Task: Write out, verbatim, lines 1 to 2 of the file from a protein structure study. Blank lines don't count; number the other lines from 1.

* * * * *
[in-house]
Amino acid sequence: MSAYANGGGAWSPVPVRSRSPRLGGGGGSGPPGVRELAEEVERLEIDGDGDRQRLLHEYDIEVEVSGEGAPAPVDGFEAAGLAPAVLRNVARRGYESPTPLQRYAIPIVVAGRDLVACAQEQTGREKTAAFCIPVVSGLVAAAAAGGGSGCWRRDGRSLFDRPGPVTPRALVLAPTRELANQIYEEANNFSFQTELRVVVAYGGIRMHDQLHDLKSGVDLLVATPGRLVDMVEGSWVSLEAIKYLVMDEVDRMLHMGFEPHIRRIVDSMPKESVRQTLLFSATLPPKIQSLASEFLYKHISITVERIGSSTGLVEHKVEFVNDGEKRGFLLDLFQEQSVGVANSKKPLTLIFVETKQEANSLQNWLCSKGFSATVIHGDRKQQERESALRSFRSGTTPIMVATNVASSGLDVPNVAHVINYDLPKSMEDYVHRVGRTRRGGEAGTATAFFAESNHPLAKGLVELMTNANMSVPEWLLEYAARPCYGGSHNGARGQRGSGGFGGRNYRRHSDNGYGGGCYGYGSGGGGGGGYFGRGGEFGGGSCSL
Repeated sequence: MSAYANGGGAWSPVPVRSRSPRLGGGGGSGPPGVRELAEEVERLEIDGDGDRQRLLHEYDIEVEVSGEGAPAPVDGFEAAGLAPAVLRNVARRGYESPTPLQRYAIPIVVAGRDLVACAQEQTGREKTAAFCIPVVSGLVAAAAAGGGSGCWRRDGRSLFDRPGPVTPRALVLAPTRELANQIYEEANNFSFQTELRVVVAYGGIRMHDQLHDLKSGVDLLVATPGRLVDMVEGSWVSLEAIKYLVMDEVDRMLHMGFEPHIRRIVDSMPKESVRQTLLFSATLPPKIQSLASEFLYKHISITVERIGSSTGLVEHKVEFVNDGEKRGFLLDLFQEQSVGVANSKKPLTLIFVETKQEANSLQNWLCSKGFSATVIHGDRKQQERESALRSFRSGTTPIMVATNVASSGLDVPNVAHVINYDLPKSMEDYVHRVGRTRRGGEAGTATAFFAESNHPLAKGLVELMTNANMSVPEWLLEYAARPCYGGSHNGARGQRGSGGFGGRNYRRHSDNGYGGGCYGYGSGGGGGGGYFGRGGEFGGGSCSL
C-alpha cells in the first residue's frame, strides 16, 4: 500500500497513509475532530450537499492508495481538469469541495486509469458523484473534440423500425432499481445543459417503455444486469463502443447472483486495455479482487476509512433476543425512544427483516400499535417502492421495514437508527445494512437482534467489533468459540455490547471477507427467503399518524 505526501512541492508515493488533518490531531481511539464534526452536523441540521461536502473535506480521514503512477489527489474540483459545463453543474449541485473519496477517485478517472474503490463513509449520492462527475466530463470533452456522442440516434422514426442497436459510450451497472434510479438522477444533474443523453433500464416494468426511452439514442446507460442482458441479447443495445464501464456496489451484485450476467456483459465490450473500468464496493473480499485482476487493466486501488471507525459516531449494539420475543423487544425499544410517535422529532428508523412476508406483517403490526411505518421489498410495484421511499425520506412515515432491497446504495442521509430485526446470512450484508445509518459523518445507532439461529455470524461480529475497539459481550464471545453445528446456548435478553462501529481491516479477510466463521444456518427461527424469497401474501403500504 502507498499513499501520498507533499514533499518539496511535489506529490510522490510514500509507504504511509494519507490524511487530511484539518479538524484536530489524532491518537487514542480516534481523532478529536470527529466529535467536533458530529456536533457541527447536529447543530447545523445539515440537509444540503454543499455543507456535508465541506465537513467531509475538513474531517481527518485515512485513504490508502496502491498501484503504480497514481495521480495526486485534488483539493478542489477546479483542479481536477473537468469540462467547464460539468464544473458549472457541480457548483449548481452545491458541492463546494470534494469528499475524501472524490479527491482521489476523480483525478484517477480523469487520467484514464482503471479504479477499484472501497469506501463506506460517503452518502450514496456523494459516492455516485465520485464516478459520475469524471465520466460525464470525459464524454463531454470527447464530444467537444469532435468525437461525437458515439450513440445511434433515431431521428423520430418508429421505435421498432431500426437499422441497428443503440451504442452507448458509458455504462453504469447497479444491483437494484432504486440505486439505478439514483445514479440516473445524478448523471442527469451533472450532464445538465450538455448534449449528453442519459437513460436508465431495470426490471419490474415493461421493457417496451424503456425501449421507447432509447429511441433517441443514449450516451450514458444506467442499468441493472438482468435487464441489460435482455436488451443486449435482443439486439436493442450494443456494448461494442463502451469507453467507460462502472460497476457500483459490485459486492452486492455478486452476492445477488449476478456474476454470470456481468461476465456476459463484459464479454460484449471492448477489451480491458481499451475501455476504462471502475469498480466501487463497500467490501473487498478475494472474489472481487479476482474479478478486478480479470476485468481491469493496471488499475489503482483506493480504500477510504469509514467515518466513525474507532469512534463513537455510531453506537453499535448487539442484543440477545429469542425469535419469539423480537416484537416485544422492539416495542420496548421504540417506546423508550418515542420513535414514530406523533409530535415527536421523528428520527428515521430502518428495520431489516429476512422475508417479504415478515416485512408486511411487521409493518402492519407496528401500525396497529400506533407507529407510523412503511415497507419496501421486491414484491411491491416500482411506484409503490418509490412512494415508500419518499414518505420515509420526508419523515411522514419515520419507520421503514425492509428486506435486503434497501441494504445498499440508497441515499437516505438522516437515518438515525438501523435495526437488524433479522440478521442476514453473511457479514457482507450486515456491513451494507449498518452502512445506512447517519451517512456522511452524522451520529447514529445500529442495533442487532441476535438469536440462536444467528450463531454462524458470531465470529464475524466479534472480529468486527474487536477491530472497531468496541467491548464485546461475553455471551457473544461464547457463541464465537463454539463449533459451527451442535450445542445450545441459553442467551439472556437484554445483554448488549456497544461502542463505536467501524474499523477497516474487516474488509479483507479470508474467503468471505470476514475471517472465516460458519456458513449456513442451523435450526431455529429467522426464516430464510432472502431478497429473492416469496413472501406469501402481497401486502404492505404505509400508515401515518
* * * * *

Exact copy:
[in-house]
Amino acid sequence: MSAYANGGGAWSPVPVRSRSPRLGGGGGSGPPGVRELAEEVERLEIDGDGDRQRLLHEYDIEVEVSGEGAPAPVDGFEAAGLAPAVLRNVARRGYESPTPLQRYAIPIVVAGRDLVACAQEQTGREKTAAFCIPVVSGLVAAAAAGGGSGCWRRDGRSLFDRPGPVTPRALVLAPTRELANQIYEEANNFSFQTELRVVVAYGGIRMHDQLHDLKSGVDLLVATPGRLVDMVEGSWVSLEAIKYLVMDEVDRMLHMGFEPHIRRIVDSMPKESVRQTLLFSATLPPKIQSLASEFLYKHISITVERIGSSTGLVEHKVEFVNDGEKRGFLLDLFQEQSVGVANSKKPLTLIFVETKQEANSLQNWLCSKGFSATVIHGDRKQQERESALRSFRSGTTPIMVATNVASSGLDVPNVAHVINYDLPKSMEDYVHRVGRTRRGGEAGTATAFFAESNHPLAKGLVELMTNANMSVPEWLLEYAARPCYGGSHNGARGQRGSGGFGGRNYRRHSDNGYGGGCYGYGSGGGGGGGYFGRGGEFGGGSCSL